Tuesday, August 18, 2015

Roadside Culture

Over the past two summers Russell Library intern Kaylynn Washnock assisted in curating the new exhibit, “Seeing Georgia: Changing Visions of Tourism in the Modern South” opening September 18th in the Russell Library’s Harrison Feature Gallery. The exhibit investigates how the state transformed itself from a way station along the route to Florida into a tourist destination during the twentieth century. It addition to highlighting six popular destinations in Georgia the exhibit considers questions of access, preservation, and economics – who could go, how they got there, and what motivated them to visit different attractions. The exhibit also explores the professionalization of the tourism industry and the roles of modern amenities in shaping the modern tourist experience. This post is one in a series where Kaylynn offers a preview of the exhibition.   

Roadside stand in Georgia, ca. 1960s.
Williamson S. Stuckey Papers, Russell Library.
Auto tourism took hold in the United States in the early 1900s. As long-distance road vacations became more common, entrepreneurs in towns along the route also developed offerings to capture tourist dollars along the way. Some took in boarders, while others started roadside stands selling produce. In 1937, Williamson S. Stuckey Sr. opened the first Stuckey’s roadside convenience store along Georgia Route 23 in Eastman, Georgia, offering cold drinks, snacks, souvenirs, and pecan candy. In a 2008 interview with Bob Short, Williamson S. “Bill” Stuckey Jr. reflected on the family business noting “my mother got the idea; well if they are buying pecans why not make some pralines, fudge and log rolls? So it all sorta started from there and grew to where we were in 44 states.” By the 1960s, there were more than 350 Stuckey’s locations across the country.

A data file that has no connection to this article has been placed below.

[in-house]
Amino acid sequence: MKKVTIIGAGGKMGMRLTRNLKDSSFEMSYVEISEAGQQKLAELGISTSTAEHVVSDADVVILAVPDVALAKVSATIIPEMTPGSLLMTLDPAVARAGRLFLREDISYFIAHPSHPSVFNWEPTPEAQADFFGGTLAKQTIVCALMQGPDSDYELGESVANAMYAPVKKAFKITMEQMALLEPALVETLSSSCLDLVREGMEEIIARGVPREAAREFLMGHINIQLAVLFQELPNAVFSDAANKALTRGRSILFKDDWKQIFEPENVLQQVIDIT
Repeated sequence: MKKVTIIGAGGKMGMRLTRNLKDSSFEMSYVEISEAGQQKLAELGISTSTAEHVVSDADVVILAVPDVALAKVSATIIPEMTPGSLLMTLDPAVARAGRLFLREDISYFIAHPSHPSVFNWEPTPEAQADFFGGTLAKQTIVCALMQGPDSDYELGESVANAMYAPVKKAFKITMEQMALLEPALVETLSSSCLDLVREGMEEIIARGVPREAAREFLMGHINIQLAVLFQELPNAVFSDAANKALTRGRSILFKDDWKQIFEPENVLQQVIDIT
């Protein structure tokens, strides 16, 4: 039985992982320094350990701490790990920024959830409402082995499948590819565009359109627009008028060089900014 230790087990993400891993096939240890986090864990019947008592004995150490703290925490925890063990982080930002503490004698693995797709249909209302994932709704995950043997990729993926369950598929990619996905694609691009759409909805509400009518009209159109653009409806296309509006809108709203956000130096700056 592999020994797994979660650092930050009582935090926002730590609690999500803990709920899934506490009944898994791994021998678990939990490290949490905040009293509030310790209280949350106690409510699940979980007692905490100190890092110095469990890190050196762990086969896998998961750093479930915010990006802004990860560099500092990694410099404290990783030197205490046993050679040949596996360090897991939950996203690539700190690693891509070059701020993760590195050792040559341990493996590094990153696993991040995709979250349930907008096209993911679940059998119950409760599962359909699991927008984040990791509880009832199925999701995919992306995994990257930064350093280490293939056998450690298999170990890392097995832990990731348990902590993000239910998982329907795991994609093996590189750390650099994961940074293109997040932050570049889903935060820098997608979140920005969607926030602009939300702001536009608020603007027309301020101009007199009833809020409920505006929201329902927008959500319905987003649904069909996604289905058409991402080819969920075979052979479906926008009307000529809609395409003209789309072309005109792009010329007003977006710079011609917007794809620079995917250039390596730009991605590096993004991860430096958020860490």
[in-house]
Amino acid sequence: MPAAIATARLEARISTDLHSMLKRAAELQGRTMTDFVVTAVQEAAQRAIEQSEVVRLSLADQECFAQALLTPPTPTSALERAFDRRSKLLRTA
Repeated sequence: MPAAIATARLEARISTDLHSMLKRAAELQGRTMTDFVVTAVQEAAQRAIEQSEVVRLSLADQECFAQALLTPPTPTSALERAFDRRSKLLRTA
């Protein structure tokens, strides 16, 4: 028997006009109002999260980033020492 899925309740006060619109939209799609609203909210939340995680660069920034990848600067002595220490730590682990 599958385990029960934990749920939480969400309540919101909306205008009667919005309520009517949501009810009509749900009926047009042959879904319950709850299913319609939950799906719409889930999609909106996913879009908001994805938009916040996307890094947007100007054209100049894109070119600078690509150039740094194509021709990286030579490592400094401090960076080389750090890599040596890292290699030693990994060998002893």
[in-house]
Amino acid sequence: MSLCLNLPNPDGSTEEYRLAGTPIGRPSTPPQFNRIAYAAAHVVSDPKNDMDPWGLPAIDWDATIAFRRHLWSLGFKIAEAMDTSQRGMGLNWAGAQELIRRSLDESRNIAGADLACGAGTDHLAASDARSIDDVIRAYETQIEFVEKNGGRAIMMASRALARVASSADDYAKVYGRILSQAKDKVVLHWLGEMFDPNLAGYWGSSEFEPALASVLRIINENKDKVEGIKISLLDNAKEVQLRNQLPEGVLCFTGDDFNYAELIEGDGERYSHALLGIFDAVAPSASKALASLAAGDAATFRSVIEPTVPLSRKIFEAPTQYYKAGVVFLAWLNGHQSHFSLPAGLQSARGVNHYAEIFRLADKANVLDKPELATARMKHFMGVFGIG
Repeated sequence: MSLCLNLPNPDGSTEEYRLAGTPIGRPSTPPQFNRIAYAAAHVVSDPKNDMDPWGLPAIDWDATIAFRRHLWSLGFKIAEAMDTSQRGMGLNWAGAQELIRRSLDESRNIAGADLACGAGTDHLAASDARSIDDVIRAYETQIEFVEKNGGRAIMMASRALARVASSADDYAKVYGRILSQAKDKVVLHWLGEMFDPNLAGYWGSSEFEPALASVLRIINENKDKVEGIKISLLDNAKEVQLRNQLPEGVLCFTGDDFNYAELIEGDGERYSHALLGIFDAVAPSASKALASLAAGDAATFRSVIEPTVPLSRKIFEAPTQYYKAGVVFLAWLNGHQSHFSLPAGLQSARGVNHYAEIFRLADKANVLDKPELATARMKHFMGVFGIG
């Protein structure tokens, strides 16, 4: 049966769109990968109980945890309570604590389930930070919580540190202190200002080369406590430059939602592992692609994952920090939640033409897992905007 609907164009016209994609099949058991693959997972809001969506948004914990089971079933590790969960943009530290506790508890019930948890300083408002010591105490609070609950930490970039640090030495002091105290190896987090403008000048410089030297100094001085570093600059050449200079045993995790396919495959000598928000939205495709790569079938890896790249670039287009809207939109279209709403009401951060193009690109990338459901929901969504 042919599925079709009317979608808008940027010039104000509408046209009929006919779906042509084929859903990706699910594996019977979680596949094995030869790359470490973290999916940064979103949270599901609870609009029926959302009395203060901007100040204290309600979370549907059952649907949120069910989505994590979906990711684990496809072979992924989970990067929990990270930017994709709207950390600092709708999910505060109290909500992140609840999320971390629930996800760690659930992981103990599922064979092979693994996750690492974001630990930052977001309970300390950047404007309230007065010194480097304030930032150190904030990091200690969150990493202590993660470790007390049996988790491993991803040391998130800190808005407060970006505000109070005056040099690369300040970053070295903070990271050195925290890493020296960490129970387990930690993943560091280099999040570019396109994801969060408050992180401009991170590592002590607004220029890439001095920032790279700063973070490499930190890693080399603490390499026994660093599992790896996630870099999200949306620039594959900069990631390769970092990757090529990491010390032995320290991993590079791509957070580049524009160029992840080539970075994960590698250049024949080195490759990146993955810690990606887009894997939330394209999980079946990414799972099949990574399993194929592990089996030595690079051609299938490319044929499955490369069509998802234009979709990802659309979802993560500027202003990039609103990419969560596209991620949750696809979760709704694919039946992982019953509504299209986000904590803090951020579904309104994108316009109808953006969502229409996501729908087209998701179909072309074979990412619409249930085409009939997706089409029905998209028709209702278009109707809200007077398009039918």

Letter from Lamartine HardmanPapers,
Russell Library
Not all roadside attractions received positive reviews from tourists though. In 1930, Henderson Hallman, President of the Georgia State Automobile Association, wrote to Georgia Governor Lamartine Hardman concerned that “mysterious holdups and search under the guise of the law” had been frightening women and children “nearly to death” along the Georgia-Florida line near Jacksonville. In the 1950s and 1960s the American Automobile Association (AAA) threatened to place Georgia on the travel black list, citing the infamous speed traps and clip joints in the town of Ludowici, designed to cheat travelers out of their money.

Want to find out more about Georgia Tourism? Visit Seeing Georgia: Changing Visions of Tourism in the New South on display in the Harrison Feature Gallery in the Richard B. Russell Building Special Collections Libraries from September 18, 2015 through July 30, 2016. The Russell Library gallery is free and open to the public weekdays from 8 a.m.-5 p.m. and on Saturdays from 1-5 p.m. For more information, email russlib@uga.edu or call 706-542-5788

Roadside peach stand, ca. 1960s.
Ann E. Lewis Papers, Hargrett Library

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